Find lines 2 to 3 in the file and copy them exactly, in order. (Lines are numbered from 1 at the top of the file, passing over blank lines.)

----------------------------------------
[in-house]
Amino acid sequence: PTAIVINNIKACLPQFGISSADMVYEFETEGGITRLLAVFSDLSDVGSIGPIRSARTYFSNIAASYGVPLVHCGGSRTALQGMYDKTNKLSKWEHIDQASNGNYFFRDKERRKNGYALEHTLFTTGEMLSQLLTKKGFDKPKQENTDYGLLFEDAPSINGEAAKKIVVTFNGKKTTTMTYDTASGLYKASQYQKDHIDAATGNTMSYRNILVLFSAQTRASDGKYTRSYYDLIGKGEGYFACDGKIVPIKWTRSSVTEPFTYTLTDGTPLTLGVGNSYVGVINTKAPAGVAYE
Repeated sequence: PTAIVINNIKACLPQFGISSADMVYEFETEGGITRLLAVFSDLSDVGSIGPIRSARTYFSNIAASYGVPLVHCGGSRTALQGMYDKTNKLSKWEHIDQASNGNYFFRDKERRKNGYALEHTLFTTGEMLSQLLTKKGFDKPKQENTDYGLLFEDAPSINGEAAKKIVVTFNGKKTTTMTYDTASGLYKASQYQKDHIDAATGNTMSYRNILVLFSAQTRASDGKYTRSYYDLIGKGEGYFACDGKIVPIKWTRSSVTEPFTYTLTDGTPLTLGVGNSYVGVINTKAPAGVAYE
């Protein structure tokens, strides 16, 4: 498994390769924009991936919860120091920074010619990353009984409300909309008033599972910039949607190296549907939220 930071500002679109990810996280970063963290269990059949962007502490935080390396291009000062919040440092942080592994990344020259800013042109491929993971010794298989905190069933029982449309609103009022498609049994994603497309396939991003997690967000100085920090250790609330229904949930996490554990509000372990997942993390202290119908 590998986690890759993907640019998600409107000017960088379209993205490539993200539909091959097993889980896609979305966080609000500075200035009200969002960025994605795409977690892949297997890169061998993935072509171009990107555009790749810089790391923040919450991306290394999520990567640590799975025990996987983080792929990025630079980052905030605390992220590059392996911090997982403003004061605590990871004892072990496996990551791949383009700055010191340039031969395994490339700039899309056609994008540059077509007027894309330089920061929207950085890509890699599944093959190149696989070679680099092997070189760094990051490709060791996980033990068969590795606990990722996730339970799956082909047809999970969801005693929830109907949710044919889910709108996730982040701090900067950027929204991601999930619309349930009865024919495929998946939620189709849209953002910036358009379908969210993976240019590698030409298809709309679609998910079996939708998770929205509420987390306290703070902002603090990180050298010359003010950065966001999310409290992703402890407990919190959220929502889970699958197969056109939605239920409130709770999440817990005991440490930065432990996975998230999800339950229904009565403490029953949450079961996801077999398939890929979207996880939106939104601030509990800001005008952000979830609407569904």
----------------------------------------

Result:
Amino acid sequence: PTAIVINNIKACLPQFGISSADMVYEFETEGGITRLLAVFSDLSDVGSIGPIRSARTYFSNIAASYGVPLVHCGGSRTALQGMYDKTNKLSKWEHIDQASNGNYFFRDKERRKNGYALEHTLFTTGEMLSQLLTKKGFDKPKQENTDYGLLFEDAPSINGEAAKKIVVTFNGKKTTTMTYDTASGLYKASQYQKDHIDAATGNTMSYRNILVLFSAQTRASDGKYTRSYYDLIGKGEGYFACDGKIVPIKWTRSSVTEPFTYTLTDGTPLTLGVGNSYVGVINTKAPAGVAYE
Repeated sequence: PTAIVINNIKACLPQFGISSADMVYEFETEGGITRLLAVFSDLSDVGSIGPIRSARTYFSNIAASYGVPLVHCGGSRTALQGMYDKTNKLSKWEHIDQASNGNYFFRDKERRKNGYALEHTLFTTGEMLSQLLTKKGFDKPKQENTDYGLLFEDAPSINGEAAKKIVVTFNGKKTTTMTYDTASGLYKASQYQKDHIDAATGNTMSYRNILVLFSAQTRASDGKYTRSYYDLIGKGEGYFACDGKIVPIKWTRSSVTEPFTYTLTDGTPLTLGVGNSYVGVINTKAPAGVAYE